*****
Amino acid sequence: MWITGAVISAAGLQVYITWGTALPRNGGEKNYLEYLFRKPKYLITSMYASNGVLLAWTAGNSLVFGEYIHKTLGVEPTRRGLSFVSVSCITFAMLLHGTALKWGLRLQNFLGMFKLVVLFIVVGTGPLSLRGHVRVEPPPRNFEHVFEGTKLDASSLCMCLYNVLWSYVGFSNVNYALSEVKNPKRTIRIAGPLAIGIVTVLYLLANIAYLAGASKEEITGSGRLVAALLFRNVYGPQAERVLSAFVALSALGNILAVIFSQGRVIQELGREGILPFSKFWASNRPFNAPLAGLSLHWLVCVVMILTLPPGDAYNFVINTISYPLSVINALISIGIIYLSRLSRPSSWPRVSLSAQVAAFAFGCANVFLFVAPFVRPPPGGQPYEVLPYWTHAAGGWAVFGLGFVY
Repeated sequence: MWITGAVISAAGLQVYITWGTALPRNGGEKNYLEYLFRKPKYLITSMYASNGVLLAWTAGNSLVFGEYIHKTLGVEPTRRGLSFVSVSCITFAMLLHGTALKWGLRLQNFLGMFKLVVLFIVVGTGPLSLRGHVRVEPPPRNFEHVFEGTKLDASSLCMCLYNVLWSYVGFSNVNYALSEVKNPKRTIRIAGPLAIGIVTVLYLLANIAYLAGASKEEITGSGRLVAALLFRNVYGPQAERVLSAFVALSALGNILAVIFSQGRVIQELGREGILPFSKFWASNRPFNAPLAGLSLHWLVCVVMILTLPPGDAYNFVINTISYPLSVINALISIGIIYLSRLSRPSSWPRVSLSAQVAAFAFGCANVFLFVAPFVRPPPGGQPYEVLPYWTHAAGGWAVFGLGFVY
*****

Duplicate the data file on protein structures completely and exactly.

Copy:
Amino acid sequence: MWITGAVISAAGLQVYITWGTALPRNGGEKNYLEYLFRKPKYLITSMYASNGVLLAWTAGNSLVFGEYIHKTLGVEPTRRGLSFVSVSCITFAMLLHGTALKWGLRLQNFLGMFKLVVLFIVVGTGPLSLRGHVRVEPPPRNFEHVFEGTKLDASSLCMCLYNVLWSYVGFSNVNYALSEVKNPKRTIRIAGPLAIGIVTVLYLLANIAYLAGASKEEITGSGRLVAALLFRNVYGPQAERVLSAFVALSALGNILAVIFSQGRVIQELGREGILPFSKFWASNRPFNAPLAGLSLHWLVCVVMILTLPPGDAYNFVINTISYPLSVINALISIGIIYLSRLSRPSSWPRVSLSAQVAAFAFGCANVFLFVAPFVRPPPGGQPYEVLPYWTHAAGGWAVFGLGFVY
Repeated sequence: MWITGAVISAAGLQVYITWGTALPRNGGEKNYLEYLFRKPKYLITSMYASNGVLLAWTAGNSLVFGEYIHKTLGVEPTRRGLSFVSVSCITFAMLLHGTALKWGLRLQNFLGMFKLVVLFIVVGTGPLSLRGHVRVEPPPRNFEHVFEGTKLDASSLCMCLYNVLWSYVGFSNVNYALSEVKNPKRTIRIAGPLAIGIVTVLYLLANIAYLAGASKEEITGSGRLVAALLFRNVYGPQAERVLSAFVALSALGNILAVIFSQGRVIQELGREGILPFSKFWASNRPFNAPLAGLSLHWLVCVVMILTLPPGDAYNFVINTISYPLSVINALISIGIIYLSRLSRPSSWPRVSLSAQVAAFAFGCANVFLFVAPFVRPPPGGQPYEVLPYWTHAAGGWAVFGLGFVY